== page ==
If you are not going to be cleaning your own stalls expect to pay at least minimum wage plus travel time. You will probably need to offer a good incentive to keep your labourer if you've only got a few stalls that need cleaning.
What are occasional Costs?

Fly spray is about $25 a jug, i would probably use 2 jugs a season (it would be less for a small pony) and spray twice a day.

Blankets go from $80 - $$$$. They don't need expensive ones, but they do need them depending on how wooly they get or what shelter is available. The most dangerous weather for horses is late fall/early spring rain when it is cold and the horse gets wet. This is why you at least need a rain sheet. Horses fair far better is dry -35C then they do at 5 to -5C soaking wet.

Tack runs around $500 for a full set of cheap stuff (bridle, saddle, girth, etc.), a cart is a few hundred to a few thousand.

A grooming box should run around $100.

When purchasing a halter you should always buy a leather or break-away halter if you plan to turn the horse out in it. If the horse get's it's halter hung up on the fence you want the halter to break (even if it means the horse escaping) because otherwise they can hang themselves.

What about one-time costs?
Horses can live out 24/7 365, but they need to have shelter for when the weather gets really bad (we always get a few really nasty storms a year). Trees make an okay shelter (they need to be facing the correct direction & be quite tall) but a real structure is much better. You can have a stall in a barn for them, or build a shelter outside which should run a $$$.

A feed bin/water bucket/etc. $40-a few hundred. They need to have access to clean water at all times, like any other animal. A running stream is not access to clean water.

Proper fencing is an absolute must, and it can be very expensive. Never rely on just electric to keep the horses in, you need to have an exterior fence. Never use barbed wire in a small paddock. Always keep the fencing wire very tight.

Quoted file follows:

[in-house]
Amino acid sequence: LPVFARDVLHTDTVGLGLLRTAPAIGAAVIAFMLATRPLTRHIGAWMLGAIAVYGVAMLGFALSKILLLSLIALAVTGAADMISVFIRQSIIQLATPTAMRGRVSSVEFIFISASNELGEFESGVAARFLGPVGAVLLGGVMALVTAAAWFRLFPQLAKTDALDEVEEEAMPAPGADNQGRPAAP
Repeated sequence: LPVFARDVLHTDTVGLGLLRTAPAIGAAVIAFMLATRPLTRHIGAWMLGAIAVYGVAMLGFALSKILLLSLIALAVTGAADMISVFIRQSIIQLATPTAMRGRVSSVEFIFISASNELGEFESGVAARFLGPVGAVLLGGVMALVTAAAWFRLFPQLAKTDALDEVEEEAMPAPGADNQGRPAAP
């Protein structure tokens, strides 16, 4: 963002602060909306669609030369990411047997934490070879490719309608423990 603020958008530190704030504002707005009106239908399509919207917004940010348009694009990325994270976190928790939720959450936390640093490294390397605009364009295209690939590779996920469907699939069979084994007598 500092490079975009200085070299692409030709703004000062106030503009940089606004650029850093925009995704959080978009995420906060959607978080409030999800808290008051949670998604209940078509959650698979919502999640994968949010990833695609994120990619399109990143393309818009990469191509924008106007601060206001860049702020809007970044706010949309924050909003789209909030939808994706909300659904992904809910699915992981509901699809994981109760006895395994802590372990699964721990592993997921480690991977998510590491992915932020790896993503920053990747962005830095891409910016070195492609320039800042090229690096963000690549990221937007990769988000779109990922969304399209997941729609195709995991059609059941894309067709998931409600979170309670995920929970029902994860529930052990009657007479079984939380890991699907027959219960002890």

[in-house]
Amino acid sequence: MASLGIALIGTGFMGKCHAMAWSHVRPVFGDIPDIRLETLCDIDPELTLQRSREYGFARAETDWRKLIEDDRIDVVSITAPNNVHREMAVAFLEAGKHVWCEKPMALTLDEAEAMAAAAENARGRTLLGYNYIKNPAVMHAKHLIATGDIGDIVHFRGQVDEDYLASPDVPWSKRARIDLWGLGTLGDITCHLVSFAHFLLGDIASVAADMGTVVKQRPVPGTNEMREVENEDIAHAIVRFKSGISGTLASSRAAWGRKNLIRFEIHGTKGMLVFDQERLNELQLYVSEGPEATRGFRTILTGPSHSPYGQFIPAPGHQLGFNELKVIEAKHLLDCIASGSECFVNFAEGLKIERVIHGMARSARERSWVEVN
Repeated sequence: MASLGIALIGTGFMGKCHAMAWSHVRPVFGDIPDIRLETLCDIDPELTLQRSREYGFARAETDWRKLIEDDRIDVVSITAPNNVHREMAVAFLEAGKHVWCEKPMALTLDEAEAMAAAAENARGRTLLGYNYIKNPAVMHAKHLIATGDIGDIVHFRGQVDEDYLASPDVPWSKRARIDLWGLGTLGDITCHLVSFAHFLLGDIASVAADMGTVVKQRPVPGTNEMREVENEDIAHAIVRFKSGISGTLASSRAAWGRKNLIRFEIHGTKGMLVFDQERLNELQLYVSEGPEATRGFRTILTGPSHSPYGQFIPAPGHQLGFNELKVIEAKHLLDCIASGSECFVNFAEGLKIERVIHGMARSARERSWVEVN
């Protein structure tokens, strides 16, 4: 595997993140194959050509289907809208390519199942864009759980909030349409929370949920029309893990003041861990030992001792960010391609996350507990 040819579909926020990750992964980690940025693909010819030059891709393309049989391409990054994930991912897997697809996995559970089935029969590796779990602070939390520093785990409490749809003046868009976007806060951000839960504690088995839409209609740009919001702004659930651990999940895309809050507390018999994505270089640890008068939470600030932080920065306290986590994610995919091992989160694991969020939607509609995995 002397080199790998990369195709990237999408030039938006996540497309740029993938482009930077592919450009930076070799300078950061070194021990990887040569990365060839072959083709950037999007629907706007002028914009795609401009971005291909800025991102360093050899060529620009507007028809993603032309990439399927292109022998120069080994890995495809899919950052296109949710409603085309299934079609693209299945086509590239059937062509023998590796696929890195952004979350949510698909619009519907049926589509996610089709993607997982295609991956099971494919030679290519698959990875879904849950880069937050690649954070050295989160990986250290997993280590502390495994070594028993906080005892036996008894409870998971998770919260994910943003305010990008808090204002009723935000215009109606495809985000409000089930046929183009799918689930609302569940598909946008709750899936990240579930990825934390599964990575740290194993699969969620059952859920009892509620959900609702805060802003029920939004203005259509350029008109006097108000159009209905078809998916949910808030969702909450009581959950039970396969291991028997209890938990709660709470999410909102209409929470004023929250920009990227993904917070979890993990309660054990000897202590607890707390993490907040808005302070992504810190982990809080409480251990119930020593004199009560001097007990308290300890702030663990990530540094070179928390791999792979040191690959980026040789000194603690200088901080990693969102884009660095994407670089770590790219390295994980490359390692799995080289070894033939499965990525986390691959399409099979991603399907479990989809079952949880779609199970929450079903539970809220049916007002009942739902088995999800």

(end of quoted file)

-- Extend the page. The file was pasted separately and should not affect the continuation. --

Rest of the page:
End of Life
 Don't assume you can just sell your horse if you have to. With the current economy, the cost of horse keeping, and the drop in interest in equestrian sports, there are many people who are currently unable able to giveaway nicely conformed & well trained horses. Check out Camelot Horse Weekly for a list of very nice, often well trained (sometimes neither) horses looking for homes where they would otherwise go to slaughter.

Putting a horse to sleep can go from the cost of a bullet to a few hundred for the vet, plus you need to know if it's legal to bury on your property or somewhere near by. Having them hauled off property can be quite expensive. This is something you need to look into before you ever consider purchasing a horse, unpleasant as it may be.

These are example costs in my area, they vary widely from place to place. Generally you will find where there is a large equestrian population you will have more variety of care options and pricing.

Horses are beautiful, fun, just wonderful to be around; but they are not cheap. There are all sorts of ways to keep any animals. There are ways to keep them for less money, and there are ways to take care of them properly.

A pony can live up to 40 or 50 years, but a typically larger horses can reach 25.

The best book for bringing a horse home for the first time is Horsekeeping on a Small Acreage, most libraries have a copy.